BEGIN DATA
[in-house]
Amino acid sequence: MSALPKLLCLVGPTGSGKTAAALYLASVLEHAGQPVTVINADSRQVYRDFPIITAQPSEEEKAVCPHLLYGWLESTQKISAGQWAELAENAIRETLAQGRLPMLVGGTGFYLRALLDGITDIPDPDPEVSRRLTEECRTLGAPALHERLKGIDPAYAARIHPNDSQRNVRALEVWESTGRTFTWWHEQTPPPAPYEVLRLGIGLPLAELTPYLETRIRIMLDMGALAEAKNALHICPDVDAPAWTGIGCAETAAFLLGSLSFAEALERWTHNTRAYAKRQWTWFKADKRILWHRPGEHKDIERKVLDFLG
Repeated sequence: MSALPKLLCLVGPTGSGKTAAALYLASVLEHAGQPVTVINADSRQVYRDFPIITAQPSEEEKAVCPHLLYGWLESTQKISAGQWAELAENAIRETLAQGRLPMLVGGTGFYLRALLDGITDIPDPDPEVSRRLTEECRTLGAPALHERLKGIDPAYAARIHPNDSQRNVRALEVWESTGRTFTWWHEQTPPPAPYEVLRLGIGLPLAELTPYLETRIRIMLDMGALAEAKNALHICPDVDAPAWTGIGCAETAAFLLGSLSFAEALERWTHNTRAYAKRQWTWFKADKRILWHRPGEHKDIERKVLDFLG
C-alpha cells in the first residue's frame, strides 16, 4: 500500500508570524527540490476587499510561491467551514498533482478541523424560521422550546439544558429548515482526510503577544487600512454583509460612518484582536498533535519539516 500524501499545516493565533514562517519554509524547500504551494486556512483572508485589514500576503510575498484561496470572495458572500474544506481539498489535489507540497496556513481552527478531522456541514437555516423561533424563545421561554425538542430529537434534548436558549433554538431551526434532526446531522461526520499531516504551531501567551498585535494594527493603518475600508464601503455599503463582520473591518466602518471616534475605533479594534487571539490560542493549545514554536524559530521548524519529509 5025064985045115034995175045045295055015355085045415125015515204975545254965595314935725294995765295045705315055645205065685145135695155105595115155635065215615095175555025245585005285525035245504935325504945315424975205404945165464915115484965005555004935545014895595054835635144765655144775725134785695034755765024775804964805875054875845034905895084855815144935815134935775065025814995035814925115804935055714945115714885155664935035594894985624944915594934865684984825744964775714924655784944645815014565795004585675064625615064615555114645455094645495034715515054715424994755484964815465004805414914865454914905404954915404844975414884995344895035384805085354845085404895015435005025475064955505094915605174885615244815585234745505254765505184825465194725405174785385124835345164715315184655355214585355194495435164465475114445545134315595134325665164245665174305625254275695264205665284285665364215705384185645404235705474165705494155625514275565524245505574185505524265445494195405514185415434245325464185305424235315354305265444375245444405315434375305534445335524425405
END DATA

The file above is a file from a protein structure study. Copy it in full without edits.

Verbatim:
[in-house]
Amino acid sequence: MSALPKLLCLVGPTGSGKTAAALYLASVLEHAGQPVTVINADSRQVYRDFPIITAQPSEEEKAVCPHLLYGWLESTQKISAGQWAELAENAIRETLAQGRLPMLVGGTGFYLRALLDGITDIPDPDPEVSRRLTEECRTLGAPALHERLKGIDPAYAARIHPNDSQRNVRALEVWESTGRTFTWWHEQTPPPAPYEVLRLGIGLPLAELTPYLETRIRIMLDMGALAEAKNALHICPDVDAPAWTGIGCAETAAFLLGSLSFAEALERWTHNTRAYAKRQWTWFKADKRILWHRPGEHKDIERKVLDFLG
Repeated sequence: MSALPKLLCLVGPTGSGKTAAALYLASVLEHAGQPVTVINADSRQVYRDFPIITAQPSEEEKAVCPHLLYGWLESTQKISAGQWAELAENAIRETLAQGRLPMLVGGTGFYLRALLDGITDIPDPDPEVSRRLTEECRTLGAPALHERLKGIDPAYAARIHPNDSQRNVRALEVWESTGRTFTWWHEQTPPPAPYEVLRLGIGLPLAELTPYLETRIRIMLDMGALAEAKNALHICPDVDAPAWTGIGCAETAAFLLGSLSFAEALERWTHNTRAYAKRQWTWFKADKRILWHRPGEHKDIERKVLDFLG
C-alpha cells in the first residue's frame, strides 16, 4: 500500500508570524527540490476587499510561491467551514498533482478541523424560521422550546439544558429548515482526510503577544487600512454583509460612518484582536498533535519539516 500524501499545516493565533514562517519554509524547500504551494486556512483572508485589514500576503510575498484561496470572495458572500474544506481539498489535489507540497496556513481552527478531522456541514437555516423561533424563545421561554425538542430529537434534548436558549433554538431551526434532526446531522461526520499531516504551531501567551498585535494594527493603518475600508464601503455599503463582520473591518466602518471616534475605533479594534487571539490560542493549545514554536524559530521548524519529509 5025064985045115034995175045045295055015355085045415125015515204975545254965595314935725294995765295045705315055645205065685145135695155105595115155635065215615095175555025245585005285525035245504935325504945315424975205404945165464915115484965005555004935545014895595054835635144765655144775725134785695034755765024775804964805875054875845034905895084855815144935815134935775065025814995035814925115804935055714945115714885155664935035594894985624944915594934865684984825744964775714924655784944645815014565795004585675064625615064615555114645455094645495034715515054715424994755484964815465004805414914865454914905404954915404844975414884995344895035384805085354845085404895015435005025475064955505094915605174885615244815585234745505254765505184825465194725405174785385124835345164715315184655355214585355194495435164465475114445545134315595134325665164245665174305625254275695264205665284285665364215705384185645404235705474165705494155625514275565524245505574185505524265445494195405514185415434245325464185305424235315354305265444375245444405315434375305534445335524425405